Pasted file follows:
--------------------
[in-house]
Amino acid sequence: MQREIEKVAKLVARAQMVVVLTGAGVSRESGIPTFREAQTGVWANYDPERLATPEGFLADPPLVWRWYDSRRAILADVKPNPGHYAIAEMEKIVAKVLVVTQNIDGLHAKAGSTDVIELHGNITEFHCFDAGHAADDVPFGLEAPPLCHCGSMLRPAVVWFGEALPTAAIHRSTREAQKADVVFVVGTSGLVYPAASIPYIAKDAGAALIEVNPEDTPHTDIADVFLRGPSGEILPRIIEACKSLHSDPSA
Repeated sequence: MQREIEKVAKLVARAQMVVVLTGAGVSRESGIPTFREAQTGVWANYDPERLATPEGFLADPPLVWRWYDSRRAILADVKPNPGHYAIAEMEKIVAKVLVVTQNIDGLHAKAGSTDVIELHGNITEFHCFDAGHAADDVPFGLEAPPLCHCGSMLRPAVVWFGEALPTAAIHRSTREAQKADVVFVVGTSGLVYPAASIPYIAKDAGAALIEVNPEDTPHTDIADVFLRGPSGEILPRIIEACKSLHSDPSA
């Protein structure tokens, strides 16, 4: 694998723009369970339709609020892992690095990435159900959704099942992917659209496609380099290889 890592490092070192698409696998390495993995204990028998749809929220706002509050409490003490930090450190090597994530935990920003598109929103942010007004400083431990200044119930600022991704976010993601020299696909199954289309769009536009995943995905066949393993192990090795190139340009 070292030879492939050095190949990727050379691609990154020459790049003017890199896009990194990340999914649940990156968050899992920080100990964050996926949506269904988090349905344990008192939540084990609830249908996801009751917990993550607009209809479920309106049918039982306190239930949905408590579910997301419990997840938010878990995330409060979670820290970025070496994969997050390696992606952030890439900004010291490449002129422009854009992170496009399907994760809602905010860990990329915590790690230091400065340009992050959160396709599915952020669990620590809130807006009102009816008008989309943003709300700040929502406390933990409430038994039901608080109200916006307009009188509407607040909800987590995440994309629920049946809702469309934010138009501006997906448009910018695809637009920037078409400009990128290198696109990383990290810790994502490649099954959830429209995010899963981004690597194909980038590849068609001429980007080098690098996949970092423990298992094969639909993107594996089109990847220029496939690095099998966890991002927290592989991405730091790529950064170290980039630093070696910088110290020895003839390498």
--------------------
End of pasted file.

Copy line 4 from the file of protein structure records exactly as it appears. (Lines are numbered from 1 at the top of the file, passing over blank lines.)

């Protein structure tokens, strides 16, 4: 694998723009369970339709609020892992690095990435159900959704099942992917659209496609380099290889 890592490092070192698409696998390495993995204990028998749809929220706002509050409490003490930090450190090597994530935990920003598109929103942010007004400083431990200044119930600022991704976010993601020299696909199954289309769009536009995943995905066949393993192990090795190139340009 070292030879492939050095190949990727050379691609990154020459790049003017890199896009990194990340999914649940990156968050899992920080100990964050996926949506269904988090349905344990008192939540084990609830249908996801009751917990993550607009209809479920309106049918039982306190239930949905408590579910997301419990997840938010878990995330409060979670820290970025070496994969997050390696992606952030890439900004010291490449002129422009854009992170496009399907994760809602905010860990990329915590790690230091400065340009992050959160396709599915952020669990620590809130807006009102009816008008989309943003709300700040929502406390933990409430038994039901608080109200916006307009009188509407607040909800987590995440994309629920049946809702469309934010138009501006997906448009910018695809637009920037078409400009990128290198696109990383990290810790994502490649099954959830429209995010899963981004690597194909980038590849068609001429980007080098690098996949970092423990298992094969639909993107594996089109990847220029496939690095099998966890991002927290592989991405730091790529950064170290980039630093070696910088110290020895003839390498």